Tom Hanks, who stars in Marielle Heller’s A Beautiful Day in the Neighborhood, has shown more support for his female peers. It’s time that Hollywood took notice of his wakeup call.
Tom Hanks has proven himself to be a feminist ally time and time again. He’s been vocal in the #MeToo movement, he constantly shows support for his female peers in the industry, and you only need to read this round-up of tweets to understand how he earned his “good guy” reputation.
At this year’s Golden Globes, Hanks also used his award-winning speech to spotlight female directors in year when none were nominated. He went about naming some of his collaborators, thanking them for transforming his career. The actor began by praising female directors and “screenwriters I’ve worked with,” like “Nora [Ephron] and Penny [Marshall], Mari [Heller] of late”.
Now, following the news that no women are nominated for the Best Director Oscar, Hanks has shown his support for female directors once more.
In an interview that was recorded before the nominations were revealed, Hanks called out the lack of recognition given to women in the industry. The acting legend – who is nominated for Best Actor for his lead role in A Beautiful Day in the Neighborhood – basically predicted how female directors would be ignored.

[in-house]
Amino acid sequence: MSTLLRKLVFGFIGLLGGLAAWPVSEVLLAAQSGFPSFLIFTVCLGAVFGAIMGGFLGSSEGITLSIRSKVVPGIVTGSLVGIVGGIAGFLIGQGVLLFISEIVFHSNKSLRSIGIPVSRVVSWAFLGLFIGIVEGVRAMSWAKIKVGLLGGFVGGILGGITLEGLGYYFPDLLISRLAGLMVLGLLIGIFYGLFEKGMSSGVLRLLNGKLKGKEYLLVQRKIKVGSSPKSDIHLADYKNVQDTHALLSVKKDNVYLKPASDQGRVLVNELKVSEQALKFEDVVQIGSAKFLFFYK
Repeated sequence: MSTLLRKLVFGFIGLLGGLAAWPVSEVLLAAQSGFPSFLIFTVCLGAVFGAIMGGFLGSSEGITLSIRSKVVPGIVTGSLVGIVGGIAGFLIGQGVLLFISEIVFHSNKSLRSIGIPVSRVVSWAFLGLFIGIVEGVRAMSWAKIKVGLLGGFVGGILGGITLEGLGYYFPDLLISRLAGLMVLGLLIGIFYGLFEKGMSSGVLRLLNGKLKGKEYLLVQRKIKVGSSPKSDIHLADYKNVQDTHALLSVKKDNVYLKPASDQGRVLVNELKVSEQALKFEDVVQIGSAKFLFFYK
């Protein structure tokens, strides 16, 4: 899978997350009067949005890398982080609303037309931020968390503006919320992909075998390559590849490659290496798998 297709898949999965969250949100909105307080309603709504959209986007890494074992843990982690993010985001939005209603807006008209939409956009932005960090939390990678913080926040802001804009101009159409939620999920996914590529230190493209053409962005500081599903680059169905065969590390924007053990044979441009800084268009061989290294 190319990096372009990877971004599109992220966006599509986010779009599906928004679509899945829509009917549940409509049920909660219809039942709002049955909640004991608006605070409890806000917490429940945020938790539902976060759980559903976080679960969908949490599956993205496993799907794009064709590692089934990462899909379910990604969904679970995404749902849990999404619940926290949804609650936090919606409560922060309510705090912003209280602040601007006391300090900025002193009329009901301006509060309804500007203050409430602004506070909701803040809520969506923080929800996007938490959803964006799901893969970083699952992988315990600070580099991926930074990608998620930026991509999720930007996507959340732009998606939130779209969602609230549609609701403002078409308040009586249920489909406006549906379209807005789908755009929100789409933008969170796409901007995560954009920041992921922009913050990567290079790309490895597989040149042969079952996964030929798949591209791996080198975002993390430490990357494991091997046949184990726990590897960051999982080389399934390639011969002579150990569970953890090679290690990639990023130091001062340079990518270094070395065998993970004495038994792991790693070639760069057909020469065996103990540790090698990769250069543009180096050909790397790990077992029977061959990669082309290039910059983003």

Speaking to the BBC, Hanks said: “I’m in a movie that was directed by Marielle Heller. Our movie would not have existed without Marielle Heller’s iron clad vision, no small amount of: ‘no you’re not going to do it [that way], you’re going to do it this way’. And a determination and a perseverance in order to get it done. Is that going to be enough? Is there enough credit that goes along with that? Or does there have to be some other metric that will judge whether our movie is any good or whether Marielle did a good job or what have you.”
Watch the trailer for A Beautiful Day in the Neighborhood
He added: “Sooner or later it comes down to, well, is it a meritocracy or what? I think you could look at any group of nominees and say: ‘Just the white guys? Really? Well let’s take a look at the movies.’”
Hanks concluded: “All you can do is look at the voting body that decided who those people were who said ‘those films were not good enough’.
Heller – who also directed hit films Can You Ever Forgive Me? and Diary of a Teenage Girl – also shared her experiences in the interview.
“There’s a version of a director that people have in their head. It’s a cis, white older man in a baseball cap, sitting in a chair with headphones on,” she explained.
“I had this one experience with Can You Ever Forgive Me?, where we had been scouting this library, and I had been there probably four times. We were picking this location, the librarian who was there was very nice, she had talked to me so many times. I talked about where I would put the camera, I would love it if we could clear out these shelves, I want to use this, I want to use that.
“We went back for our final scout, which was the tech scout, with the whole crew, and my AD [assistant director] says: ‘OK, so now the director is going to walk through with everybody what we’re going to do with the scene’. And she went: ‘The director’s here?’. And the AD went: ‘Yep, she’s right there.’ And she looked at me and went: ‘Oh I thought you’d have a hat.’”
If Hanks wins his award, it will be interesting (and unsurprising!) if he uses the opportunity to echo the message he’s been saying all along: give female directors the credit they deserve.